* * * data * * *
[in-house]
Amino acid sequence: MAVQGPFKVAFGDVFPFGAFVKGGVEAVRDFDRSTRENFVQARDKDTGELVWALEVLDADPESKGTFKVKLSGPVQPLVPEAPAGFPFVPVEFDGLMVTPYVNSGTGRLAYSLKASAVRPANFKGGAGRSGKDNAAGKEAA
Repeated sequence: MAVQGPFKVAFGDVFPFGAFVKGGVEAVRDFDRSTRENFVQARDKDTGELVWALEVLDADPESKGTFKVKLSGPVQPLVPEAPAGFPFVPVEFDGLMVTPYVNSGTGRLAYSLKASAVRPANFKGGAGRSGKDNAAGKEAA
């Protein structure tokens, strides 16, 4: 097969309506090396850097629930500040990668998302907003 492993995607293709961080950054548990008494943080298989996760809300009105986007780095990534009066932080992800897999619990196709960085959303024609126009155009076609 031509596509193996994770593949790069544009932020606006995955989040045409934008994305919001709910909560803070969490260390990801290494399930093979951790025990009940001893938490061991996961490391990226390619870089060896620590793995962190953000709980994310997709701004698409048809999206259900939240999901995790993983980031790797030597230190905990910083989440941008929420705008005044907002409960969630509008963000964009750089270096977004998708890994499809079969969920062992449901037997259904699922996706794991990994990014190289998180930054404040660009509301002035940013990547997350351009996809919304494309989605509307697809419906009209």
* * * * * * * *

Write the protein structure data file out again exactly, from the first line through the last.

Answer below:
[in-house]
Amino acid sequence: MAVQGPFKVAFGDVFPFGAFVKGGVEAVRDFDRSTRENFVQARDKDTGELVWALEVLDADPESKGTFKVKLSGPVQPLVPEAPAGFPFVPVEFDGLMVTPYVNSGTGRLAYSLKASAVRPANFKGGAGRSGKDNAAGKEAA
Repeated sequence: MAVQGPFKVAFGDVFPFGAFVKGGVEAVRDFDRSTRENFVQARDKDTGELVWALEVLDADPESKGTFKVKLSGPVQPLVPEAPAGFPFVPVEFDGLMVTPYVNSGTGRLAYSLKASAVRPANFKGGAGRSGKDNAAGKEAA
């Protein structure tokens, strides 16, 4: 097969309506090396850097629930500040990668998302907003 492993995607293709961080950054548990008494943080298989996760809300009105986007780095990534009066932080992800897999619990196709960085959303024609126009155009076609 031509596509193996994770593949790069544009932020606006995955989040045409934008994305919001709910909560803070969490260390990801290494399930093979951790025990009940001893938490061991996961490391990226390619870089060896620590793995962190953000709980994310997709701004698409048809999206259900939240999901995790993983980031790797030597230190905990910083989440941008929420705008005044907002409960969630509008963000964009750089270096977004998708890994499809079969969920062992449901037997259904699922996706794991990994990014190289998180930054404040660009509301002035940013990547997350351009996809919304494309989605509307697809419906009209």